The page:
From (etyl) (m), from (etyl) .
[Michiel de Vaan, Etymological Dictionary of Latin and the Other Italic Languages'', s.v. “v?num” (Leiden: Brill, 2008), 680.] [J.P. Mallory and D.Q. Adams, ''Encyclopedia of Indo-European Culture , s.v. “wine” (London: Fritzroy Dearborn, 1997), 644.]
An alcoholic beverage made by fermenting juice of grapes.
- Wine is stronger than beer.
* 1962' (quoting '''1381 text), (Hans Kurath) & Sherman M. Kuhn, eds., ''(Middle English Dictionary) , Ann Arbor, Mich.: (University of Michigan Press), , page 1242:
- She ordered some wine for the meal.
An alcoholic beverage made by fermenting juice of fruits or vegetables other than grapes, usually preceded by the type of the fruit or vegetable; for example, "dandelion wine".
(countable) A serving of wine.
- 773;, d?r? adj. & n. toste wyte bred and do yt in dischis, and god Almande mylk.
(uncountable) A dark purplish red colour; the colour of red wine.
- I'd like three beers and two wines , please.
* See also
* Adam's wine
* barley wine
* blush wine
* bottle of wine
* bread and wine
* dessert wine
* fortified wine
* ginger wine
* good wine needs no bush
* house wine
* ice wine
* jug wine
* May wine
* palm wine
* palm wine guitar
* pop wine
* port-wine stain
* put new wine in old bottles
* red wine
* sparkling wine
* spirits of wine
* straw wine
* table wine
* white wine
* wine and dine
* wine bar
* wine bottle
* wine cellar
* wine cooler
* wine gallon
* wine glass
* wine grower
* wine growing
* wine list
* wine palm
* wine vinegar
* wine waiter
* yellow wine
To entertain with wine.
* 1919 , Lee Meriwether, The War Diary of a Diplomat , Dodd, Mead and Company, page 159:
To drink wine.
* 1839 , Thomas Chandler Haliburton, The Clockmaker
- Neither Major Wadhams nor I is accustomed to being wined and dined by perfect strangers who do not even present themselves, but leave servants to do the honors, consequently to both of us our present situation smacks of romance and adventure;
- I rushed into my cabin, coffeed, wined , and went to bed sobbing.
* coq au vin
* enology, oenology
* enophile, oenophile
* vina medicata
* vin de pays
* vinho verde
* vinifera, vinifera grape
* vinolence, vinolency
* vin ordinaire
* vin rouge
* vinum opii
* See also Related terms for vine
* Asti spumante
* bin end
* cabernet sauvignon
* double magnum
* Pinot Grigio
* Pinot Noir
* Sauvignon blanc
(nonstandard, British) wind
* 1850 , James Orchard Halliwell, A Dictionary of Archaic and Provincial Words, Obsolete Phrases, Proverbs, and Ancient Customs, from the Fourteenth Century :
* 1869 , James Jennings, The Dialect of the West of England, particularly Somersetshire :
- Vor voices rawze upon tha wine
*:: When I pass’d ’em look’d back—ther smill rawze on tha wine .
1000 English basic words
English terms with homophones
- Aw how sholl I tell o’m—vor âll pirty maidens
From (etyl) bottle, botle, buttle, from (etyl) botl, .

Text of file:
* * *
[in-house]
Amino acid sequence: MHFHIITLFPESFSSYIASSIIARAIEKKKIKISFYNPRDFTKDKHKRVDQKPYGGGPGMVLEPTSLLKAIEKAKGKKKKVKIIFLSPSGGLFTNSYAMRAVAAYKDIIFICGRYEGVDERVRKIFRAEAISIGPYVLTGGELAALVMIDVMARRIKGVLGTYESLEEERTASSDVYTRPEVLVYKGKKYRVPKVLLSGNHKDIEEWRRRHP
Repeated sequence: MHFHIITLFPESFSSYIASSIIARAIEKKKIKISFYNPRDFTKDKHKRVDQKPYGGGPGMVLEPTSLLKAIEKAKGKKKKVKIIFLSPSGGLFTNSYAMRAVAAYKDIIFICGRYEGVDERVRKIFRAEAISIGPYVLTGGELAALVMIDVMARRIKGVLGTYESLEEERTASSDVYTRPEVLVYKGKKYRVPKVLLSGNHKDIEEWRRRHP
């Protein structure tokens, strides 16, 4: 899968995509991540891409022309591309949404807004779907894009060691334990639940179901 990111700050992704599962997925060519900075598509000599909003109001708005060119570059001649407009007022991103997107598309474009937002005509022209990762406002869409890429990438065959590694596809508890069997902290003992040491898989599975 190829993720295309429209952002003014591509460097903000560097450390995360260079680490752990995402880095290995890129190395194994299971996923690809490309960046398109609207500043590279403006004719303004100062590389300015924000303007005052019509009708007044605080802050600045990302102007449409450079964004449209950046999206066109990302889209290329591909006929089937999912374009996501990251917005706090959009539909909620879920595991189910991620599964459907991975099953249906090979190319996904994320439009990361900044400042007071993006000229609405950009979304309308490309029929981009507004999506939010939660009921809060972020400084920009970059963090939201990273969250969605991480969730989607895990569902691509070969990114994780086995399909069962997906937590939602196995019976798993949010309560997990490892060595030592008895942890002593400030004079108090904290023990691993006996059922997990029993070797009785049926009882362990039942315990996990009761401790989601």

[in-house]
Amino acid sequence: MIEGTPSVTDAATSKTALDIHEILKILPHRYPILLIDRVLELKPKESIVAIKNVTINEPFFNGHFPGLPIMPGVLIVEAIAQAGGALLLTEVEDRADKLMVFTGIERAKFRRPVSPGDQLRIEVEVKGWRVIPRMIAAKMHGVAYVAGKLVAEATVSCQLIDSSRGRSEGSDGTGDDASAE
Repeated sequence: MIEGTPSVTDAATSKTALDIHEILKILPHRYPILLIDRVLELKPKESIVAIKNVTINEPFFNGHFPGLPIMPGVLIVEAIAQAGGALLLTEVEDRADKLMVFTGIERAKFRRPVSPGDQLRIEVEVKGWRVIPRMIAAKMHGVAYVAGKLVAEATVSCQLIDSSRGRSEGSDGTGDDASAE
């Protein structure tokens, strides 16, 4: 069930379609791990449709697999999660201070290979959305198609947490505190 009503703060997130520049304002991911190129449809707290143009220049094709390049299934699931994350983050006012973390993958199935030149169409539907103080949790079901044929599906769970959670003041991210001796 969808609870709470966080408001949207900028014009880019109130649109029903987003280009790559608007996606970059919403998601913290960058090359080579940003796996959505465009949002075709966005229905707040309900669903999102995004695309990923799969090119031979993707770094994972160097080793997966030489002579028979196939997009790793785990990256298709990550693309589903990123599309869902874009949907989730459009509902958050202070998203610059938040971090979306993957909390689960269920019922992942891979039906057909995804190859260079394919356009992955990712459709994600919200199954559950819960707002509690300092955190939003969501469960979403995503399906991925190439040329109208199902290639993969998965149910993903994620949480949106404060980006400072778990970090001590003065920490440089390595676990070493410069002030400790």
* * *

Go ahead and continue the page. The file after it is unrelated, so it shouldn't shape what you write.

A dwelling; habitation.
A building; house.
(etyl) and (etyl) boteille (Modern French bouteille), from buttis.
* botl (Jamaican English)
A container, typically made of glass or plastic and having a tapered neck, used primarily for holding liquids.
* , chapter=6
Mr. Pratt's Patients
, passage=He had one hand on the bounce bottle
—and he'd never let go of that since he got back to the table—but he had a handkerchief in the other and was swabbing his deadlights with it.}}
The contents of such a container.
A container with a rubber nipple used for giving liquids to infants, a baby bottle.
(British, informal) Nerve, courage.
(attributive, of a person with a particular hair color) With one's hair color produced by dyeing.
(obsolete) A bundle, especially of hay; something tied in a bundle.
* End of the 14th century , (The Canterbury Tales), by (Geoffrey Chaucer),
* 1599 , (Much Ado About Nothing), by (William Shakespeare),
- Is that a Cook of London, with mischance? / Do him come forth, he knoweth his penance; / For he shall tell a tale, by my fay, / Although it be not worth a bottle hay.
- DON PEDRO. Well, if ever thou dost fall from this faith, thou wilt prove a notable argument.
* 1590s , , by (Christopher Marlowe)
- BENEDICK. If I do, hang me in a bottle like a cat and shoot at me; and he that hits me, let him be clapped on the shoulder and called Adam.
(figurative) Intoxicating liquor; alcohol.
- I was no sooner in the middle of the pond, but my horse vanished away, and I sat upon a bottle of hay, never so near drowning in my life.
* (for feeding babies) baby's bottle, feeding bottle, nursing bottle (US)
* (courage) balls, courage, guts, nerve, pluck
* (courage) cowardice
* bottle bank
* bottle blonde
* bottle opener, bottle-opener
* bottle out
* bottle sling
* hit the bottle
* Klein bottle
* lightning in a bottle
* Indonesian: (l)
* Malay: (l),
To seal (a liquid) into a bottle for later consumption. Also fig.
(British) To feed (an infant) baby formula.
- This plant bottles vast quantities of spring water every day.
(British, slang) To refrain from doing (something) at the last moment because of a sudden loss of courage.
- Because of complications she can't breast feed her baby and so she bottles him.
(British, slang) To strike (someone) with a bottle.
- The rider bottled the big jump.
(British, slang) To pelt (a musical act on stage, etc.) with bottles as a sign of disapproval.
- He was bottled at a nightclub and had to have facial surgery.
- Meat Loaf was once bottled at Reading Festival.
* bottle up